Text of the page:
This means taking a functional approach to your resume format. To do this, bring your skills section to the top of your resume alongside your latest and greatest accomplishments, then move your previous experience section to the second half of your resume where your employment dates, and therefore age, will be less obvious at a glance.
In your experience section, it is still a good idea to include your employment dates as this can hint at dishonesty if you leave them out. However, do not play up your length of experience. For each role, just include a small note on the year you started and ended your employment.
Setting a time limit on work history can also work well, as most of the experience you gained a decade ago is likely to be obsolete by now. Traditionally, this section was laid out in a chronological order, but for older job seekers it can be a good idea to include the most impressive roles first.
As a mature job seeker, your technical skills are likely to be a concern for any hiring manager. The stereotype of older people not being able to use technology runs deep, so you should do everything possible to assure potential employers that you are fully capable of handling all the technical aspects of your job. Emphasise your technical skills and accomplishments and make sure to reference any training or certifications you have on software and industry technology.
Cover letter guidelines
By this time in your career, you are likely to have plenty of experience writing cover letters for previous job applications. However, as a mature job seeker there are some unique things you should consider before firing off those cover letters to potential employers. Below are some specific cover letter guidelines to help your skills and experience catch the attention of a hiring manager without emphasizing your age.
Customize to conquer
Taking the time to make each cover letter you send customized is an essential step in your job applications. Try include role-specific details in the first two sentences, to make it clear you are seriously interested in this particular job and company.
Other than obvious ones like mentioning the company by name and discussing specifics about the industry, carefully read the job advertisement and work some of the phrases they use into your cover letter. For example, if it mentions ‘client’, ‘customer’ or ‘consumer’ use the same word in your letter, this will help to subtly promote the idea that you are a good match for them.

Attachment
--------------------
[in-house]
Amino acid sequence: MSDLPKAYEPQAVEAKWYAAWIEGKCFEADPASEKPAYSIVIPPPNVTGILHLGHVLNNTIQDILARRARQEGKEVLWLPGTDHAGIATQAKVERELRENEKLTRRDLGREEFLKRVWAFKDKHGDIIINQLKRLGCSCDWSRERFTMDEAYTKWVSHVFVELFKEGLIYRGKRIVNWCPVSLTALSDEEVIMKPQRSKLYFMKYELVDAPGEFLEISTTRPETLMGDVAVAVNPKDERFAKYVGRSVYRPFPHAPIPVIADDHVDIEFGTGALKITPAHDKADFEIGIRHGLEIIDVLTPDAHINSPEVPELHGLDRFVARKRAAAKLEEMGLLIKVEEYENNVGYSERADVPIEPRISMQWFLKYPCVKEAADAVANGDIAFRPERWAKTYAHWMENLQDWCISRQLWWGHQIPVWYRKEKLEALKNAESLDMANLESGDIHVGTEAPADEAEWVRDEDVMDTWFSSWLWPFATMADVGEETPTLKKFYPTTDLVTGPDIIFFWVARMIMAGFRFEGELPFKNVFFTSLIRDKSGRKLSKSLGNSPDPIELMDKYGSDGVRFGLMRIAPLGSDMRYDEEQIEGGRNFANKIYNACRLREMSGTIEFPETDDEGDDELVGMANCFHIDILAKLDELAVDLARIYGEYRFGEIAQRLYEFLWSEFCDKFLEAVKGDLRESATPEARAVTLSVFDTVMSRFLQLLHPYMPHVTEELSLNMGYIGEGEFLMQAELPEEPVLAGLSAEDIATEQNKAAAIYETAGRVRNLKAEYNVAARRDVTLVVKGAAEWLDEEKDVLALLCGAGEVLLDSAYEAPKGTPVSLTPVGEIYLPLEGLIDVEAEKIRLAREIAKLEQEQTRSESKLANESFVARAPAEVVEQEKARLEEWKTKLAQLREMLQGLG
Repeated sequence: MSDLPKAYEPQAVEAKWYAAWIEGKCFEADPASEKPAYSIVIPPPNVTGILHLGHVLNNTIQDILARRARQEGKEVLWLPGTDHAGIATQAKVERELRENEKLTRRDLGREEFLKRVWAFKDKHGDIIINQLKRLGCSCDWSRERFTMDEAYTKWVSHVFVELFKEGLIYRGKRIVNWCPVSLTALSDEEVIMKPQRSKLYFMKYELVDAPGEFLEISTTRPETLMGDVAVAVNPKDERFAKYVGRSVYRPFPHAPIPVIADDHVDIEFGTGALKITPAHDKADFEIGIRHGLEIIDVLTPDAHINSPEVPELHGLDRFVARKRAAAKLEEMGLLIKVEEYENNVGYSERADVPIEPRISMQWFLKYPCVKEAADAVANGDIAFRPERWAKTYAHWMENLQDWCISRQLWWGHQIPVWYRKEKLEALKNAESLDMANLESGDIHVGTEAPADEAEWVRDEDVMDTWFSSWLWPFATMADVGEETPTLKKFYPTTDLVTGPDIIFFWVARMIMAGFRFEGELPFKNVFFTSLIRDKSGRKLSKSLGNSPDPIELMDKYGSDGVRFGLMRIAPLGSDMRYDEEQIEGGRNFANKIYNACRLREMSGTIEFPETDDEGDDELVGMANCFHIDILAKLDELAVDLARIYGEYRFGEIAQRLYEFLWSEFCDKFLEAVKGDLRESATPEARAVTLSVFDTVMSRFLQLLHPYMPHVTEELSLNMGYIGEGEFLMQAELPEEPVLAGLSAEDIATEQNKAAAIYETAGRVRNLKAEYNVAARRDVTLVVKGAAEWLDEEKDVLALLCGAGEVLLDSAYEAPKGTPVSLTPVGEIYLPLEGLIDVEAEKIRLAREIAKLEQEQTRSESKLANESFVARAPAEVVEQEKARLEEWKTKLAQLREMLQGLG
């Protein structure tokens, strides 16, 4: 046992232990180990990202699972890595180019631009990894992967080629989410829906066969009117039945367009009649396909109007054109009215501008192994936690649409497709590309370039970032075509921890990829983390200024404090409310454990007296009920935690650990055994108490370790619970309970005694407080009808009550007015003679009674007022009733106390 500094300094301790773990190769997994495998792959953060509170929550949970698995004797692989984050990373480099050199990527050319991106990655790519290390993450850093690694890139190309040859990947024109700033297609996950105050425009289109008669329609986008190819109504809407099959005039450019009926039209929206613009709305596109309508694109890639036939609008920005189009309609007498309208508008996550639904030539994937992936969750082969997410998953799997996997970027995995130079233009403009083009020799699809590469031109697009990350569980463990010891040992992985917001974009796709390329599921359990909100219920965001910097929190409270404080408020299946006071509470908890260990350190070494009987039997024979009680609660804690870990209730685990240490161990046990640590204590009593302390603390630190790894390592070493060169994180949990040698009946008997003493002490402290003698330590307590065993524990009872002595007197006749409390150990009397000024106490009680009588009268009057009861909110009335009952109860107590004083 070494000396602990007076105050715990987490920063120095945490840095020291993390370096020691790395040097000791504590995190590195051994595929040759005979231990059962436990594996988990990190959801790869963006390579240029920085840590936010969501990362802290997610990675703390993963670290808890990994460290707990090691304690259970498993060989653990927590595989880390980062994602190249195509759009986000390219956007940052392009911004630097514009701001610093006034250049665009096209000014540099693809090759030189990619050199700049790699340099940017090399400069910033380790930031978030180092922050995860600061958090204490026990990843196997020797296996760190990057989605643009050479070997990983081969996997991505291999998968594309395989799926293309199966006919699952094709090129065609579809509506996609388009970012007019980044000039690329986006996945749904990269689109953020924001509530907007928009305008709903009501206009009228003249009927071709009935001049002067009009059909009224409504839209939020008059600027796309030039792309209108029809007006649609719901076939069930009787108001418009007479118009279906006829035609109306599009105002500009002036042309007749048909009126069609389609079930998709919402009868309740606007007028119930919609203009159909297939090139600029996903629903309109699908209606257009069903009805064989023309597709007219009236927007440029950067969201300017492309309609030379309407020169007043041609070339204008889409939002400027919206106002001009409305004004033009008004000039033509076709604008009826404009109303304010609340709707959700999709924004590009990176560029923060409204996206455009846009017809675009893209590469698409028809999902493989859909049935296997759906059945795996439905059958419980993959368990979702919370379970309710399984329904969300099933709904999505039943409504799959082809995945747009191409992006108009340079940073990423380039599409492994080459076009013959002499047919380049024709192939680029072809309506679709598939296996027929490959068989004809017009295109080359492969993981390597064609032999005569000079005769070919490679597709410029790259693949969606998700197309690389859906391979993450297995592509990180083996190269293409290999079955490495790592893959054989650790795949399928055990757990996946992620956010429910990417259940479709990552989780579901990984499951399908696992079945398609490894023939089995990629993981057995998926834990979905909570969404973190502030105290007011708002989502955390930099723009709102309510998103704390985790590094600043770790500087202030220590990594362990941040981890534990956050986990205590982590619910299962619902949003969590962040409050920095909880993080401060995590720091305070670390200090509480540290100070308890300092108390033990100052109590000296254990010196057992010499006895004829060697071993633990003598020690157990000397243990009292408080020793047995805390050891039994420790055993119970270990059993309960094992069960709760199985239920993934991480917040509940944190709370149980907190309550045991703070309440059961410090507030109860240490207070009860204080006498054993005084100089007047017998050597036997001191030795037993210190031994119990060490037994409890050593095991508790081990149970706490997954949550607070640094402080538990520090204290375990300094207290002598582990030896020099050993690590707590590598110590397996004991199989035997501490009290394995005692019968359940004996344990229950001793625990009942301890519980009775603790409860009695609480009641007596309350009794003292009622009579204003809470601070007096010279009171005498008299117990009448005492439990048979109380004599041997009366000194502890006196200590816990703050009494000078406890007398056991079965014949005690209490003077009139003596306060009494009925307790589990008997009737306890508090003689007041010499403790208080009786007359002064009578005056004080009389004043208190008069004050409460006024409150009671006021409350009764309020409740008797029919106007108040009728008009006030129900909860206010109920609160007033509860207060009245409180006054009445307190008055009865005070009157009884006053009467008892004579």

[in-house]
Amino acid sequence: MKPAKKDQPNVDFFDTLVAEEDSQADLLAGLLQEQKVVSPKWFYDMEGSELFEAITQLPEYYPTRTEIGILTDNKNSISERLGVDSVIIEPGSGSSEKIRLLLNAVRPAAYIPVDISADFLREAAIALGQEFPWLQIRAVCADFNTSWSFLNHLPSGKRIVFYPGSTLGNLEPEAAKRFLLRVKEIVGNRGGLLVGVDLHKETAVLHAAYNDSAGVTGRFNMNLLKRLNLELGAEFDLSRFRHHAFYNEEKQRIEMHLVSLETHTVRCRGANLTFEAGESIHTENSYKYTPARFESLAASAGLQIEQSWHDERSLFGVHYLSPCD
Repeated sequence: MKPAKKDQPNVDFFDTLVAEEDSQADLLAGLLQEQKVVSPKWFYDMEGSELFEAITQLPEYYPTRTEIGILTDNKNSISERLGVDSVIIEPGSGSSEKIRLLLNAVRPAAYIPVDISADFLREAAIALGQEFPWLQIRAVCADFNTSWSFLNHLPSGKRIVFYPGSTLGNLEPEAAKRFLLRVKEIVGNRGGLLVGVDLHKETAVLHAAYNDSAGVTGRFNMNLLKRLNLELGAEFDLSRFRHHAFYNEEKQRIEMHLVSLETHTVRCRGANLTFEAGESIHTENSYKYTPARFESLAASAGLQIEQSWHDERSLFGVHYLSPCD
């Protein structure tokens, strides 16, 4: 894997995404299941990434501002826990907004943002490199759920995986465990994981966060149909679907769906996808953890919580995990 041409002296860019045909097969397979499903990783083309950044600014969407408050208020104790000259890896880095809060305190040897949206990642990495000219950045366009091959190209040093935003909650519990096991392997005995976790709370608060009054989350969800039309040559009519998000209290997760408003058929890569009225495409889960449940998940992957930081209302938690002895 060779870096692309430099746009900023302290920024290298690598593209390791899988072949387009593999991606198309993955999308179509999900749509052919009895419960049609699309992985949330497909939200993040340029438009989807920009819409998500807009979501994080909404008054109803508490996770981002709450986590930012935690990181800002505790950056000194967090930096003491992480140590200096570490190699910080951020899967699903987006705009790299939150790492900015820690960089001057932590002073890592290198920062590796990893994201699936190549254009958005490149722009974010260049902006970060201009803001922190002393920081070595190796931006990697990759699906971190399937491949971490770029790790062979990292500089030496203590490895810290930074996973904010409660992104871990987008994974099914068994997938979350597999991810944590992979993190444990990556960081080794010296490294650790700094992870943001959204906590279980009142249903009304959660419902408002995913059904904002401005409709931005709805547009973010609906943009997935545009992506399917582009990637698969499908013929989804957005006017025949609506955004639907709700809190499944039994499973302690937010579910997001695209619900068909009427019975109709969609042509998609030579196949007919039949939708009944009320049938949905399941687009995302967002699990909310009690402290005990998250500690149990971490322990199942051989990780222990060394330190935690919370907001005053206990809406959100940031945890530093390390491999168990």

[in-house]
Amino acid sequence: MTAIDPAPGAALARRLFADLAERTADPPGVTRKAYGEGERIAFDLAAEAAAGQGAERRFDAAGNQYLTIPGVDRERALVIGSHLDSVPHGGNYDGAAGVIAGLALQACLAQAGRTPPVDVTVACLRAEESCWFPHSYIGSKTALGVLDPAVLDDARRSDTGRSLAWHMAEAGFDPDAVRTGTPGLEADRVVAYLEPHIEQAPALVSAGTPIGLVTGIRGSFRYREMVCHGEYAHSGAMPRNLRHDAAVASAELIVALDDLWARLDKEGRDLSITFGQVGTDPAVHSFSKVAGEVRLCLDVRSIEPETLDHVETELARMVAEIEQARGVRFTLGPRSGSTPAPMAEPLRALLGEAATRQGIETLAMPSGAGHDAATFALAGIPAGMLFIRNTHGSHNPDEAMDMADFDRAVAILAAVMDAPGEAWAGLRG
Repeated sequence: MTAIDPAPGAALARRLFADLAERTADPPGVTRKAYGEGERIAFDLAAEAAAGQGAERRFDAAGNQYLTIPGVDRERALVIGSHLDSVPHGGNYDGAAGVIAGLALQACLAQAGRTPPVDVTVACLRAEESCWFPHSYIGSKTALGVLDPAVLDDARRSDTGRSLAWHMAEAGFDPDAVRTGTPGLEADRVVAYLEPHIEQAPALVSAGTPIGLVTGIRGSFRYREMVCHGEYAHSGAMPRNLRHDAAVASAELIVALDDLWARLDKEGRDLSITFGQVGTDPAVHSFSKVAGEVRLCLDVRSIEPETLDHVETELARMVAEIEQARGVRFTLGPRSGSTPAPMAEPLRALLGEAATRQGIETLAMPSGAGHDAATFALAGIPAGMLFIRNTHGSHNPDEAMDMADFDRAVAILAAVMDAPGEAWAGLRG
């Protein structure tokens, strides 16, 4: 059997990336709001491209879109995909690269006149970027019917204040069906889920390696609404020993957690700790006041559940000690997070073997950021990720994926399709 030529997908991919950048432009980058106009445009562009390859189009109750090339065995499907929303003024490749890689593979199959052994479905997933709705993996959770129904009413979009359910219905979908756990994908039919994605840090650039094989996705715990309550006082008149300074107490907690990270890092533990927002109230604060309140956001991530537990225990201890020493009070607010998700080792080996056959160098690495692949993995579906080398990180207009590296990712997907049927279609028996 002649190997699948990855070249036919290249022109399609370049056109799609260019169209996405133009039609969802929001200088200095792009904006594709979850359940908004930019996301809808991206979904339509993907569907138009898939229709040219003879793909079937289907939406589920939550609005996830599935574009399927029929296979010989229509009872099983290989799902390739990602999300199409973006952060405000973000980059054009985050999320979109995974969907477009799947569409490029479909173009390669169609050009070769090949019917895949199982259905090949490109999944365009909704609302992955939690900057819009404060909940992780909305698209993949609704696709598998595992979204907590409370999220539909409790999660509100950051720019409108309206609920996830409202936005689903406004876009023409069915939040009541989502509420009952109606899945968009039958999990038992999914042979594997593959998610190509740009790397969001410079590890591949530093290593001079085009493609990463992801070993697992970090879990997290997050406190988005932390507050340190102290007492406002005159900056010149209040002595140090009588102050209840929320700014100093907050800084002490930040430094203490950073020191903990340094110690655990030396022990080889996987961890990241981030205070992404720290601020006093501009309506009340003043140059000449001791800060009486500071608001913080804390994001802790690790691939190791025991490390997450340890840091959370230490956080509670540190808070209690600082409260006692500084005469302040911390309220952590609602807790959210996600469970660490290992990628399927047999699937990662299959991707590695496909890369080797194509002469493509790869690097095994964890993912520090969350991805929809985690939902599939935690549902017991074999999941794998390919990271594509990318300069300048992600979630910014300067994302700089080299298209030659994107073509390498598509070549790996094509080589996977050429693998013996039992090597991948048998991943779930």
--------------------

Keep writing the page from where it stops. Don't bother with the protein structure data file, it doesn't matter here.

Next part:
Length and content
The goal of every cover letter you write will be to help you stand out as the perfect candidate for the job - they are important, so make every word count. This means picking a few relevant examples of why you would be a good fit for the role, not going through your entire employment history. Keep it on topic, although divulging a small amount about your life can be a good idea if it is relevant, nobody is going to want to read your life story.
For help on length, keep in mind the following:
- Your cover letter should fit one A4 page (preferably less)
- It should have four paragraphs: introduction, two paragraphs that relate your experience to the job you’re applying for, and a conclusion
- If you have trouble editing yourself write your cover letter as if it was your script for a 60-second elevator pitch to describe yourself to the hiring manager.
Although discriminating against applicants based on age is illegal, you can expect hiring managers to take your age into account and assume you will have difficulties in some areas that the younger competition may not.
Luckily, the cover letter provides the perfect channel to getting any of these concerns out in the open and addressing them head on. To do so, emphasize your current skills and give relevant, recent examples of your achievements. If possible include examples of how you have used cutting-edge tools, software and techniques. Also, make it clear that you are open and motivated to learn new skills, tactics and processes and continue your professional development.
Update your style
Choose a modern-looking, easily-legible font for your cover letter. Avoid outdated fonts like Times New Roman and Garamond in favour of rounded modern styles like Cambria and Arial. Fonts like the latter are sans-serif fonts, which are typefaces that don’t have the old-fashioned short tails on the end of letters. Not only are these easier to read at a quick glance, they are also easier for a computer program to run, so your application is more likely to make it through the first few hurdles in the recruitment process.
Another stylistic choice that hints at an elderly computer user is using a double space after a period. This is no longer the standard and should be avoided at all costs.
Check your email address
Nowadays, email platforms like AOL, Hotmail and Yahoo are no longer the norm and using one will be enough to raise eyebrows and call into question your age. Instead, use a platform like Gmail, the free email platform from Google.
When creating your new email address don’t try to be funny or unusual, the best tactic is to simply use your name with a series of numbers afterwards if required to make it unique - it goes without saying that the numbers you choose should not be your date of birth. Here are some examples of new email address templates that will allow you to be both unique and professional:
Although using industry language is a good idea, your cover letter should not be overdone with the expected buzzwords and jargon - too much of this can overcomplicate things and the last thing you want your cover letter to be is a difficult read. Things may have changed since you last wrote a cover letter, so here are some tips for phrasing you should avoid this time:
- Never start your letter with ‘To whom it may concern’ or ‘Dear sir’: whenever possible, use the name of the specific person you want to read your letter, whether that’s the hiring manager, HR director or your new boss. If you really can’t find the recipient's name, it is acceptable to use ‘Hiring Manager’.
- There’s no need to include a ‘references available on request’ note: this is expected and unnecessary to mention.
- When describing your skills, avoid using phrases like ‘experienced in’: saying you are experienced in something makes it sound like you have previous experience but are not necessarily very accomplished in it.
- Do not mention your expertise in using basic software like MS Word: this is a given for most office workers.
- Try not to focus too heavily on your wealth of experience in the field: there is always a danger that this might call to mind the old adage ‘you can’t teach an old dog new tricks’, instead try to focus on your enthusiasm and adaptability to learn new skills and processes.